These Are The Best Films On Netflix, According To The C&TH Team
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These Are The Best Films On Netflix, According To The C&TH Team

Your definitive guide to the best flicks on the ‘Flix

Movie night? Cease the endless scroll through Netflix’s selection and tune into these films this evening, says Olivia Emily. From a Studio Ghibli classic to an Austen classic, these are the best films on Netflix, as selected by the C&TH team.

The Best Films On Netflix To Watch Now

Little Women (2019)

Chosen by: Olivia Emily, Online Writer

Sometimes when I’m feeling down, I decide to torture myself even more and watch Greta Gerwig’s phenomenal 2019 adaptation of Little Women. Pulling together Saorise Ronan, Emma Watson, Laura Dern, Timothee Chalamet, James Norton, Meryl Streep and the inimitable Florence Pugh, Little Women has garnered well-deserved critical acclaim including six Oscar nominations and five BAFTA nominations in the 2020 awards season. At once a romance, a Christmas film, a coming-of-age journey and a tragedy rolled into one, Little Women follows Jo March (Ronan) and her three sisters as they enter adulthood. Multiple scenes are constantly replaying in my brain, including Laurie (Chalamet)’s declaration of love to Jo, and Amy (Pugh)’s simple but devastating admonishment: ‘No, Laurie. You’re being mean.’

Howl’s Moving Castle (2004) 

Chosen by: Charlie Colville, Online Writer

The ultimate comfort movie. Howl’s Moving Castle comes from Studio Ghibli – the Japanese animation studio behind Oscar-nominated film Spirited Away – and is arguably one of its most beautiful productions to date. It’s full of magic: from the fantastical storyline based on Diana Wynne Jones’s novel of the same name to the stunning illustrations painted by hand. It also has a stellar cast, with Emily Mortimer, Jean Simmons, Christian Bale, Billy Crystal and a very young Josh Hutcherson all taking up lead roles. And if you like the film, Netflix has streaming rights for Studio Ghibli’s entire portfolio of work (in most countries). Movie marathon, anyone?

A scene from The Swimmers on Netflix

(L to R) Nathalie Issa as Yusra Mardini, Manal Issa as Sara Mardini in The Swimmers. Laura Radford/Netflix © 2022

The Swimmers (2022)

Chosen by: Zoey Phoon, Social Media Executive

A thought-provoking and emotional piece of film about the true story of two Syrian sisters and professional swimmers fleeing their war-torn home in Damascus through the Mediterranean sea to Greece as asylum seekers. When the worn-out inflatable boat provided by the smugglers inevitably sinks with far too many passengers onboard, the sisters both take the leap into the choppy cold water to swim while dragging the sinking boat and its passengers to shore. The movie depicts the trials and tribulations that refugees have to go through when seeking asylum, and how few people actually make it. Through hard work and pure luck, one of the sisters went on to compete in the Rio Olympic Games, while the other is now an activist.

Pulp Fiction (1994)

Chosen by: Mia Biagioni, Production Designer

I love a multiple story arc film, and this has to be one of my favourite movie soundtracks. Pulp Fiction is a Quentin Tarantino classic starring John Travolta, Samuel L. Jackson, Bruce Willis, Tim Roth, Ving Rhames and Uma Thurman telling several crime stories across Los Angeles in the 1990s, though the ‘50s soundtrack lures you further back. Definitely up there with the best films on Netflix.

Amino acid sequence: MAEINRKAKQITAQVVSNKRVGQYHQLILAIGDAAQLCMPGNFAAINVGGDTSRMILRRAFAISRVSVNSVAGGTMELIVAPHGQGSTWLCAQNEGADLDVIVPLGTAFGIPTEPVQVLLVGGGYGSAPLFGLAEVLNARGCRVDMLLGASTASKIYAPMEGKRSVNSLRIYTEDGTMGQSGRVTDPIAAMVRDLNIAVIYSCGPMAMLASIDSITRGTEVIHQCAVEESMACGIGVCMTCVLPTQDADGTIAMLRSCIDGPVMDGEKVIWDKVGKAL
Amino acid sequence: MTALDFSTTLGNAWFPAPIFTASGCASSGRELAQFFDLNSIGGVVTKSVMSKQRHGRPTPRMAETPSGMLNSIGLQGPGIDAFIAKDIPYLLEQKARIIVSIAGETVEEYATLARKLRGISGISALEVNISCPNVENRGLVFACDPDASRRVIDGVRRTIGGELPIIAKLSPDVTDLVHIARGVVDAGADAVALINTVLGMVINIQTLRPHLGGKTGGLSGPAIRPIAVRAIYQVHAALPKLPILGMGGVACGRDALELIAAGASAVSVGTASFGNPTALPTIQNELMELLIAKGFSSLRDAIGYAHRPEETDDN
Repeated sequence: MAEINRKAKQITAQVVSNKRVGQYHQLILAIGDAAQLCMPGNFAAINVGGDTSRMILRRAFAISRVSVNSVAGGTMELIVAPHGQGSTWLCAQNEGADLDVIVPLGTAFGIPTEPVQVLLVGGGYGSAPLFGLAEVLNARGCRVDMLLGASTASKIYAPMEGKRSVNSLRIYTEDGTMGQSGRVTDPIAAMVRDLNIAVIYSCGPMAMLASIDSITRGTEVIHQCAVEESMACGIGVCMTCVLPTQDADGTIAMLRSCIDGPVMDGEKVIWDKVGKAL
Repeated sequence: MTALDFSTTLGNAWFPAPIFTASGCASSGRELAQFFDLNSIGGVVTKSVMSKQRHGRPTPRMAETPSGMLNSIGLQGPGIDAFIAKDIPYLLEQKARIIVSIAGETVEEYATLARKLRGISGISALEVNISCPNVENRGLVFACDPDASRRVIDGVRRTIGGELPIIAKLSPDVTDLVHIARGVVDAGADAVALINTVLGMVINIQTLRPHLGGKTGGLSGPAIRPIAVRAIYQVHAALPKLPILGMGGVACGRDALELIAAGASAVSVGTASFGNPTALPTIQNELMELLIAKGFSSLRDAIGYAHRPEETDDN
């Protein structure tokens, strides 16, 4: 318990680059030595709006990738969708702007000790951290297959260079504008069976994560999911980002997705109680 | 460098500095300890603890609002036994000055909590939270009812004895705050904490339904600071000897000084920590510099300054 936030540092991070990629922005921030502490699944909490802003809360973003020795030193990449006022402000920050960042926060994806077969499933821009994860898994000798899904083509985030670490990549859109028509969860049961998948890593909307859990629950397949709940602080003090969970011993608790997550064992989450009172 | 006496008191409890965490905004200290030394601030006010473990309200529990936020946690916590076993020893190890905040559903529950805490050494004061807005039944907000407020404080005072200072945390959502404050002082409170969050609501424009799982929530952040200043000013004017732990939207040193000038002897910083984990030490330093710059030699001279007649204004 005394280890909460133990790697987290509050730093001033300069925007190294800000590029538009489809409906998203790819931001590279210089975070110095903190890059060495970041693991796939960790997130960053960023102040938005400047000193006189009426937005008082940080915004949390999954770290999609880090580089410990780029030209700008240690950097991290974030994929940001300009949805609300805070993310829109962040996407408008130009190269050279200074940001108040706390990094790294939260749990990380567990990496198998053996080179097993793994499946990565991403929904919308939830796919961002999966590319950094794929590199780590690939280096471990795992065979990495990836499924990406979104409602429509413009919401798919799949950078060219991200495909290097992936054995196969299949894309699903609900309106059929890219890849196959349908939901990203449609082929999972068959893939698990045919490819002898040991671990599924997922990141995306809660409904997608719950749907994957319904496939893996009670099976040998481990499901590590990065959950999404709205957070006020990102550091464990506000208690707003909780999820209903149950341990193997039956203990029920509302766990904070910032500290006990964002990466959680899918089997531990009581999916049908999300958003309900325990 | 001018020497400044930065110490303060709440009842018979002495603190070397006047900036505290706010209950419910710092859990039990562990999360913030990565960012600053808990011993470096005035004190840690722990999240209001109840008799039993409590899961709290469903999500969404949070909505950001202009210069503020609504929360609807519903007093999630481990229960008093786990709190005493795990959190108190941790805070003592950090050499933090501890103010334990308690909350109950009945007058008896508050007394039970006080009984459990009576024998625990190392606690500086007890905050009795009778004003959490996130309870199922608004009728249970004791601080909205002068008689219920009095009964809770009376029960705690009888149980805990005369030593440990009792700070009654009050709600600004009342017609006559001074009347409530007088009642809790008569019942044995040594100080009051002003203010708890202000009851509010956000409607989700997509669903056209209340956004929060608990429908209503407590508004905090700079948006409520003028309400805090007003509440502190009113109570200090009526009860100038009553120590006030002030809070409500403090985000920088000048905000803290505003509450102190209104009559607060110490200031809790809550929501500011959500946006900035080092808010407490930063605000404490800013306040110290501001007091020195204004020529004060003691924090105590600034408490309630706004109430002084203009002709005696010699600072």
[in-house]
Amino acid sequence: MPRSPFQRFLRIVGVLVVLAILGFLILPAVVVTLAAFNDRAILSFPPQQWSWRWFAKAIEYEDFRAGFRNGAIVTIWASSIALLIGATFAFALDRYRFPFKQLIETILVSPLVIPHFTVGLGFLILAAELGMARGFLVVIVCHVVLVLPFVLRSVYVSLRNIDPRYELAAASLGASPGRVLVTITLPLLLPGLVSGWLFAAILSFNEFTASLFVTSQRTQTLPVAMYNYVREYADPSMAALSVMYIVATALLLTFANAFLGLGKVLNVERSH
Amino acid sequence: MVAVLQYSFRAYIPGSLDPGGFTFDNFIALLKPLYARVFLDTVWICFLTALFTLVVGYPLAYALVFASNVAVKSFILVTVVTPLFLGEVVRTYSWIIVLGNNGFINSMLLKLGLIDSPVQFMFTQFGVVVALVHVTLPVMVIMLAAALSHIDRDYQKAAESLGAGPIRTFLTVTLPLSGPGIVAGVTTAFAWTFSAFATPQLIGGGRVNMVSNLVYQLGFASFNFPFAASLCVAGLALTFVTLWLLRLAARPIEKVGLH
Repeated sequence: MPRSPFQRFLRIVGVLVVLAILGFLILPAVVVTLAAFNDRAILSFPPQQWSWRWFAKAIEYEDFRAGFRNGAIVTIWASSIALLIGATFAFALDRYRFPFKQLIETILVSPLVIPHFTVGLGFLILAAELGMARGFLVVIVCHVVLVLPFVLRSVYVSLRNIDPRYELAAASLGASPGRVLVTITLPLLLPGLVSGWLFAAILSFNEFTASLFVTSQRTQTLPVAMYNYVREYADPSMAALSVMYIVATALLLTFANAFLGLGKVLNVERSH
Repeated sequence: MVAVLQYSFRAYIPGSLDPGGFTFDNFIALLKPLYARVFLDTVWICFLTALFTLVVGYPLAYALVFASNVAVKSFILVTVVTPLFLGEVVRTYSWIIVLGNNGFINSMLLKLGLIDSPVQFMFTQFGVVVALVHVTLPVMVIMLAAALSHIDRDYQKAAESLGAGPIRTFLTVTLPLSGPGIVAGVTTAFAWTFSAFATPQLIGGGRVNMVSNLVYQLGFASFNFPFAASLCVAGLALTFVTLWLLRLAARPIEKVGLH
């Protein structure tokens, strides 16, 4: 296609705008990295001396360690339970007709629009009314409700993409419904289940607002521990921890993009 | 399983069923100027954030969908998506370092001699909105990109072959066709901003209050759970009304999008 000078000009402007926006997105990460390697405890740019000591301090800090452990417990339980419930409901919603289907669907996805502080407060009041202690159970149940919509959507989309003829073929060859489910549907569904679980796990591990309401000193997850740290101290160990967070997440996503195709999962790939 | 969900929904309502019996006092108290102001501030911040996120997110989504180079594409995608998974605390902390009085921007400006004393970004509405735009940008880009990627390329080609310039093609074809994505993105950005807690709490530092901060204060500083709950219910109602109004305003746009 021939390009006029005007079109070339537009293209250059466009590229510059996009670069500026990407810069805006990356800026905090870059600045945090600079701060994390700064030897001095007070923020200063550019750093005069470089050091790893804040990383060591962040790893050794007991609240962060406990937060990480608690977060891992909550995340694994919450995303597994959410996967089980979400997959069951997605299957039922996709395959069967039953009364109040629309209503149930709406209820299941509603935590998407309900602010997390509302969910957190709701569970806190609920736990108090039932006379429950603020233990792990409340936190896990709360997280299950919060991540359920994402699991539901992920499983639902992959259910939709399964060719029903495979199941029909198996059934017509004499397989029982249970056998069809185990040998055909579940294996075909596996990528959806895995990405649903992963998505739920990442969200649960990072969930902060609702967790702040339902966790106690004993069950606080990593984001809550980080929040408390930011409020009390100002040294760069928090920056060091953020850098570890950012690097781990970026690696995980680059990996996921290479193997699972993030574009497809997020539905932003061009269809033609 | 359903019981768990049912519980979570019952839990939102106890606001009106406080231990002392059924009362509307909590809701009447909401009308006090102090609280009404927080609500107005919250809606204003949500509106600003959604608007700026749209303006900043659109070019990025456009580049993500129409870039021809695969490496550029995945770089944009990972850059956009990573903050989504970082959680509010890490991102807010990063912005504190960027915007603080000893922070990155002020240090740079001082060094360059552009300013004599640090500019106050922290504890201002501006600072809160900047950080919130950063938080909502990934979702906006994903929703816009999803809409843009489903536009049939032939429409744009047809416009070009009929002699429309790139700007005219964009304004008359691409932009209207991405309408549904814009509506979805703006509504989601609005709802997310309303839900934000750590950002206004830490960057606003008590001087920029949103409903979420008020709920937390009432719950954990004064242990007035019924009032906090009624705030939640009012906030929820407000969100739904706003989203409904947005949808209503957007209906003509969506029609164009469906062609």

A scene from Netflix film, Red Notice

(L to R) Dwayne Johnson as John Hartley and Ryan Reynolds as Nolan Booth in Red Notice. Netflix © 2021

Red Notice (2021)

Chosen by: Anoop Bhuller, Editorial & Production Assistant

Red Notice follows an FBI agent tracking a high-end art thief who, in a twist of events, later become accomplices. Starring Ryan Reynolds and Dwayne Johnson as the hilarious central duo, Red Notice is the best of action, comedy and even a tiny bit of romance combined.

Paddington (2014)

Chosen by: Tessa Dunthorne, Features Assistant & Sub Editor

I could suggest a film that makes me seem really smart/interesting/mysterious, but I’d be lying to myself if I didn’t suggest Paddington (and Paddington 2 – which, up until recently, was ranked the top rated film on Rotten Tomatoes of all time…). These are heartwarming films about a small bear just trying to find family, and they also gently delve into wider commentaries on topics such as how we treat refugees and prison reform.

Pride & Prejudice (2005)

Chosen by: Martha Davies, Digital Assistant 

No matter what’s new on Netflix, I’ll always go back to Pride & Prejudice. It doesn’t get much better than this timeless love story – steeped, of course, in trademark Austen sass and 19th century wit. For all its retellings, I love this version of the story most: its honeyed sunsets and gorgeous pastoral settings never fail to take my breath away.

A still from Netflix film, Friendzone

Mika Cotellon/Netflix © 2021

Friendzone (2021)

Chosen by: Amy Wakeham, Managing Editor

Some nights, only a feel-good rom-com will do, and this charming French flick is head and shoulders above a lot of the schmaltz on Netflix. It follows unlucky-in-love children’s nurse Thibault, who always finds himself in the friend zone – until he meets a girl who he definitely doesn’t just want to be pals with. The film brilliantly subverts the usual rom-com makeover trope, and has the male lead, on the advice of his three best friends, transform himself into what he thinks his female love interest wants – and chaos ensues. Watch it on a Friday night with a glass of red wine (best to ignore the dubbed version, and go for the original French with subtitles).

All streaming now on Netflix.

Featured image: The Swimmers. (L to R) Nathalie Issa as Yusra Mardini, Manal Issa as Sara Mardini in The Swimmers. Laura Radford/Netflix © 2022